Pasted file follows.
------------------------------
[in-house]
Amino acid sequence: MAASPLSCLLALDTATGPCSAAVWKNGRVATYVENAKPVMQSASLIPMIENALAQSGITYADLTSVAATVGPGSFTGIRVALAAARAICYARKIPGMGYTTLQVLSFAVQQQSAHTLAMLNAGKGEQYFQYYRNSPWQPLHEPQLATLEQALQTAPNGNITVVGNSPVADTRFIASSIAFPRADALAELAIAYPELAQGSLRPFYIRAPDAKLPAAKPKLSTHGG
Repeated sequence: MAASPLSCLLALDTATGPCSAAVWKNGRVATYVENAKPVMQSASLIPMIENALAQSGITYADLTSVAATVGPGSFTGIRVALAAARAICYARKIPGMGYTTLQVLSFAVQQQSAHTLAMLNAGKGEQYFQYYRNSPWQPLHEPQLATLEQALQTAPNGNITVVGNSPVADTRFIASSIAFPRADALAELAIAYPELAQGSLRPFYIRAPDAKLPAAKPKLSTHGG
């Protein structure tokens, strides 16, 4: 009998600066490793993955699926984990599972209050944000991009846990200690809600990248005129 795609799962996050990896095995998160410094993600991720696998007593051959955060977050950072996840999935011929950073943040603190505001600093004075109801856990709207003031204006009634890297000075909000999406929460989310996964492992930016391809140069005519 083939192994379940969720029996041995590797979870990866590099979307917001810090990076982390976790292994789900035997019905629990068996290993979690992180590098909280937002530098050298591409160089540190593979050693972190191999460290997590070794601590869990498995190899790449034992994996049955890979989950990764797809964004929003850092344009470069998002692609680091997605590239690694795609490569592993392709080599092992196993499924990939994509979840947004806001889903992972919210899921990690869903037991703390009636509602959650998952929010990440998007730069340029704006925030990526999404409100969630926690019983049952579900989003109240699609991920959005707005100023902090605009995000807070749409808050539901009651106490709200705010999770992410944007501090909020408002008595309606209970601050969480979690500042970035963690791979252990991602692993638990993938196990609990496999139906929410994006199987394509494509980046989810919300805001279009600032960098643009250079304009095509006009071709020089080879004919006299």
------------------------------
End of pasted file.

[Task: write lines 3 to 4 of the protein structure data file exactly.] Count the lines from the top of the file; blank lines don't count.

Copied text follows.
Repeated sequence: MAASPLSCLLALDTATGPCSAAVWKNGRVATYVENAKPVMQSASLIPMIENALAQSGITYADLTSVAATVGPGSFTGIRVALAAARAICYARKIPGMGYTTLQVLSFAVQQQSAHTLAMLNAGKGEQYFQYYRNSPWQPLHEPQLATLEQALQTAPNGNITVVGNSPVADTRFIASSIAFPRADALAELAIAYPELAQGSLRPFYIRAPDAKLPAAKPKLSTHGG
């Protein structure tokens, strides 16, 4: 009998600066490793993955699926984990599972209050944000991009846990200690809600990248005129 795609799962996050990896095995998160410094993600991720696998007593051959955060977050950072996840999935011929950073943040603190505001600093004075109801856990709207003031204006009634890297000075909000999406929460989310996964492992930016391809140069005519 083939192994379940969720029996041995590797979870990866590099979307917001810090990076982390976790292994789900035997019905629990068996290993979690992180590098909280937002530098050298591409160089540190593979050693972190191999460290997590070794601590869990498995190899790449034992994996049955890979989950990764797809964004929003850092344009470069998002692609680091997605590239690694795609490569592993392709080599092992196993499924990939994509979840947004806001889903992972919210899921990690869903037991703390009636509602959650998952929010990440998007730069340029704006925030990526999404409100969630926690019983049952579900989003109240699609991920959005707005100023902090605009995000807070749409808050539901009651106490709200705010999770992410944007501090909020408002008595309606209970601050969480979690500042970035963690791979252990991602692993638990993938196990609990496999139906929410994006199987394509494509980046989810919300805001279009600032960098643009250079304009095509006009071709020089080879004919006299």